Japan’s WTO complaint against Canada could expose corporate attack on green jobs
September 27, 2010
The conflict between environmental policy and the current international trade regime has been long, controversial, and inconclusive. As the world comes to terms with the severity of the climate crisis and its causes in human economic activity, questions about whether climate change mitigation strategies are legal or not under World Trade Organization and other trade rules are more pressing than ever.
The same uncertainty has haunted local procurement and job creation measures post-financial crisis, some of which are tied to broader environmental goals. A good example is Ontario’s Green Energy Act, which directs local and international investment toward the creation of green jobs in the province.
But is the Act WTO-compliant? Thanks to a trade complaint against Canada filed this month by Japan, we may be within a few years of an answer. Regardless of the outcome, the challenge to Ontario’s green jobs and energy policy is smoking-gun proof that corporations, through their national governments, will use international trade rules to attack even modest steps toward more sustainable economies.
Japan is challenging at the WTO the local content quotas in the Green Energy Act. Up to 50 per cent of the material in new solar and wind power projects must now be made in Ontario for power companies, local governments, communities or individuals to qualify for generous feed-in tariffs. The rate for solar is 80 cents/kW/hour — the highest in the world. These tariffs are designed to shift provincial energy use from coal to renewables while added production from local preferences is predicted to create 50,000 green jobs in the next three years.
Japan claims these preferences are illegal because they treat Japanese companies differently than those producing locally, which is true to a point. Solar panels made in Japan or anywhere outside of Ontario do not constitute local content and create fewer local jobs. Fundamentally, however, the measure does not distinguish between companies based on national origin. German, Chinese, U.S., Indian, Japanese and Canadian renewable energy companies will all qualify for the feed-in tariffs if they can meet the quotas.
By most accounts, the plan is working. Reuters reported in March that Ontario’s green energy strategy was making the province “a magnet for global heavy hitters in the green energy sector, drawn by alluring subsidies at a time when incentives are being scaled back elsewhere.” Said one energy analyst, “I’m sure any major player in the clean energy space is looking at Ontario, now that they’ve put the sign out that they’re open for business and willing to have attractive incentives.”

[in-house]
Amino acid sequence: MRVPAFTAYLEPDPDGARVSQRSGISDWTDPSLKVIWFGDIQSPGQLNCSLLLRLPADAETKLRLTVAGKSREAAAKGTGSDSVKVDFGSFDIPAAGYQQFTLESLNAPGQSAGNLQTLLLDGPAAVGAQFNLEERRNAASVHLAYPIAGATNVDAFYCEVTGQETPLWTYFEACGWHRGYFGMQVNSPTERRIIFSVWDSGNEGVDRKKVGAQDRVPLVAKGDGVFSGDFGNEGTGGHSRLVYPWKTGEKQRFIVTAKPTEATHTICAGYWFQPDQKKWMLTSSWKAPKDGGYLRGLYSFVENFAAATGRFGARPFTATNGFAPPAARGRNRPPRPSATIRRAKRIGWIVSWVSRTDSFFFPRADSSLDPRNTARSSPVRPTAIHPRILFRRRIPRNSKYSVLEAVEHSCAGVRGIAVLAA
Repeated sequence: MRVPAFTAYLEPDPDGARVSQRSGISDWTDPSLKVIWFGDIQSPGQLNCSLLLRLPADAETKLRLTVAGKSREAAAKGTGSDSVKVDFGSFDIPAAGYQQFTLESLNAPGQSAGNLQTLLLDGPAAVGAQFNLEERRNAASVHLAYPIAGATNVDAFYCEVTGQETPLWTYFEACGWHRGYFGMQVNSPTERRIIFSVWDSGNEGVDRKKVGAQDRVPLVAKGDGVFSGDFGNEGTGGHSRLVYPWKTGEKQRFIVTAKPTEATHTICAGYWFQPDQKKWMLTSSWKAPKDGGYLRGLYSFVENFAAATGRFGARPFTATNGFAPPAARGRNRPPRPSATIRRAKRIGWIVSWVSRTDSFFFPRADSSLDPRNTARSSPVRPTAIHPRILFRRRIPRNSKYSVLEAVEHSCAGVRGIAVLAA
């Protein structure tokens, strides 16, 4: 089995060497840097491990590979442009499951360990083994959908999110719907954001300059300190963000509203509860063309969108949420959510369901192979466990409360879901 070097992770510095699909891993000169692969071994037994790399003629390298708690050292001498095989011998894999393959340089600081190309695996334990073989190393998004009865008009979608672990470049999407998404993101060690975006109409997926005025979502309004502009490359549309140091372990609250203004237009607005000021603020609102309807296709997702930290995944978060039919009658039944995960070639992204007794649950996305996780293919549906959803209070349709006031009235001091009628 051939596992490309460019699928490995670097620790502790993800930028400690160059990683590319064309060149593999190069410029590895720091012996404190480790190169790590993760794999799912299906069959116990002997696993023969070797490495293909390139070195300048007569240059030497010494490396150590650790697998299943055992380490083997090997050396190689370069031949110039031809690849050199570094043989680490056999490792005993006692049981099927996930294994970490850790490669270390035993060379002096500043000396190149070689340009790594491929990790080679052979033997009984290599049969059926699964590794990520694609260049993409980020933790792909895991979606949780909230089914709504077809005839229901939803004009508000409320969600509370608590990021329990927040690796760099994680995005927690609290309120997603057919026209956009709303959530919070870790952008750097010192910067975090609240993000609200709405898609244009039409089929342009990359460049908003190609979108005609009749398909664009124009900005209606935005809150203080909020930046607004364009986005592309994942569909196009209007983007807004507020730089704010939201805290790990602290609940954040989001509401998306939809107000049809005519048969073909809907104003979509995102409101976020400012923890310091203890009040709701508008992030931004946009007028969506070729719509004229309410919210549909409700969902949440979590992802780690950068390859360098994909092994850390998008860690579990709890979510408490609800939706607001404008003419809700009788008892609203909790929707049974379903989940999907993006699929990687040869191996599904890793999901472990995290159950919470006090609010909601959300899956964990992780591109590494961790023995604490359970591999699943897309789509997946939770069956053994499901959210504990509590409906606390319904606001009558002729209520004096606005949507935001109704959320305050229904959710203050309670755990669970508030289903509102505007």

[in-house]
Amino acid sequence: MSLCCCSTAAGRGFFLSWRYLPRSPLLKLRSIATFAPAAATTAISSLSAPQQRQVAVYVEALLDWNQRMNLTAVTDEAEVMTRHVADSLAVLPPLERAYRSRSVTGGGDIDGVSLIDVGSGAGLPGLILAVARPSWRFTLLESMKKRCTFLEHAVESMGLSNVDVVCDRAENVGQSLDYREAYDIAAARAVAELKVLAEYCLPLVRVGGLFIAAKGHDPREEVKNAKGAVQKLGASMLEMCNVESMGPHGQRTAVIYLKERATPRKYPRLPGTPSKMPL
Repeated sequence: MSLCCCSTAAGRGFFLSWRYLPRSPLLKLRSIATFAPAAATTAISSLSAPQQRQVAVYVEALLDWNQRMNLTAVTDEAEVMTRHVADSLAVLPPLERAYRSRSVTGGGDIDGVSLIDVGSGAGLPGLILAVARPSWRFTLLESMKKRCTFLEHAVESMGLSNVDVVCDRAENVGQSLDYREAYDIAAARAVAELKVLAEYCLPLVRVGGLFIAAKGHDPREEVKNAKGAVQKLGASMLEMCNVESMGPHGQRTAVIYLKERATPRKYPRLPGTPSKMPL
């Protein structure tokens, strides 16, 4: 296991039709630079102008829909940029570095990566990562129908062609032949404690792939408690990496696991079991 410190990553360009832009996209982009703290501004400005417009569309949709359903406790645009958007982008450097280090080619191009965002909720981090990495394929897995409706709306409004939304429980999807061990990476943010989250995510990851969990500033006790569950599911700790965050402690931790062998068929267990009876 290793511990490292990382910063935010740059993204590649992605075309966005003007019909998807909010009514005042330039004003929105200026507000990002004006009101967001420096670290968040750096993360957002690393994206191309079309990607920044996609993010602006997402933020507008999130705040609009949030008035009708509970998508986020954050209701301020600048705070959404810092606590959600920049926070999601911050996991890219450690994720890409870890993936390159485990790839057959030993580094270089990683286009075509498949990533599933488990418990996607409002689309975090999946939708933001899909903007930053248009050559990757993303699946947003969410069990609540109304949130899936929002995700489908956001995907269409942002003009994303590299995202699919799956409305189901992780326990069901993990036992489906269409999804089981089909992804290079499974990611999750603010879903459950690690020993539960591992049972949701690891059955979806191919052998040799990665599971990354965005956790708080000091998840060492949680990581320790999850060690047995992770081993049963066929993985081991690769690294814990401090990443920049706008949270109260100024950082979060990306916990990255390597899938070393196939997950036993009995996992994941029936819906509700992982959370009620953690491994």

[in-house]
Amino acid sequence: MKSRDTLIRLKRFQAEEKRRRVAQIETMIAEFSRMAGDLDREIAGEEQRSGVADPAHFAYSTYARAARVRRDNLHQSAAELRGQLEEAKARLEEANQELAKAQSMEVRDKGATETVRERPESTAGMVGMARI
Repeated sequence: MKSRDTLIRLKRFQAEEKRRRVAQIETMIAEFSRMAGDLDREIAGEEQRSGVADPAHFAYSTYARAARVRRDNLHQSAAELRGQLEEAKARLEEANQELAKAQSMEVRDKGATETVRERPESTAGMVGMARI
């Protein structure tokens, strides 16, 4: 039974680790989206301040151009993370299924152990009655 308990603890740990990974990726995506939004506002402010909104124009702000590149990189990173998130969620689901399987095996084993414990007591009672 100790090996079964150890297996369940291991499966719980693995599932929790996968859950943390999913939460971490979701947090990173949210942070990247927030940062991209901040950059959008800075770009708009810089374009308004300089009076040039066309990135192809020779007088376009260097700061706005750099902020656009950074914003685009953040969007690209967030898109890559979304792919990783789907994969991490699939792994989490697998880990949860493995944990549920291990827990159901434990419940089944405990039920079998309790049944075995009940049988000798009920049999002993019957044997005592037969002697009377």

Clearly not everyone is impressed. Japan is a major exporter of solar technology with well known brands such as Sanyo, Mitsubishi and Sharp. Many Ontario solar power firms use these brands in residential or larger-scale business installations. But when local content quotas go up to 60 per cent in March, it will be difficult for companies not producing solar modules in Ontario to qualify for high feed-in tariffs.
It was only a matter of time before a solar or wind energy exporter took Canada to the WTO for Ontario’s policy. We know from leaked European Commission documents that the E.U. is trying to eliminate local preferences in the Green Energy Act through ongoing trade negotiations with Canada. They would like to see Ontario include the Act in its WTO Agreement on government procurement commitments, which would ban the preferences as an illegal offset. Municipal spending powers are also on the E.U.’s hit list, putting local sustainable procurement initiatives at risk.
Europe is also home to a thriving renewable energy industry, in no small part because of government incentives in its early days. It is hypocritical and a touch desperate of the E.U. and Japan to deny Ontario the opportunity to develop its local capacity.
There are flaws with the Green Energy Act that make Ontario’s power sector vulnerable to other trade challenges. For example, as a larger share of generation comes from private firms in a progressively deregulated system, it becomes more difficult for the government to enforce policies designed to ensure environmentally friendly, secure and accessible electricity for all Ontarians. Under NAFTA, not just local preferences but any new regulation affecting profits could be fought by an investor as a form of expropriation in front of a private arbitration panel.
Also, as private renewable energy production increases, so will the pressure to export into the market-based U.S. grid. This could undercut provincial renewable targets, put upward pressure on prices for Ontario households, and make local preferences much more vulnerable to trade complaints. The more public an electricity system, and the more it is designed to meet local needs instead of exports, the better from a trade and environmental perspective.
But the immediate threat for Ontario now is that the McGuinty government will keep the high feed-in tariffs for solar, wind, biomass and other renewable projects while eliminating the local preferences — as Japanese and E.U. trade officials would like to see. Companies could then import their solar panels and wind turbines from anywhere in the world and still profit from high renewable energy rates.
It’s an unacceptable compromise. We will need both green jobs and green energy to make a truly sustainable economy. If global trade rules threaten that goal — Japan’s WTO complaint suggests they do — we should be thinking about how to change those rules, not the policies that get us part way there.
Stuart Trew is the trade campaigner for The Council of Canadians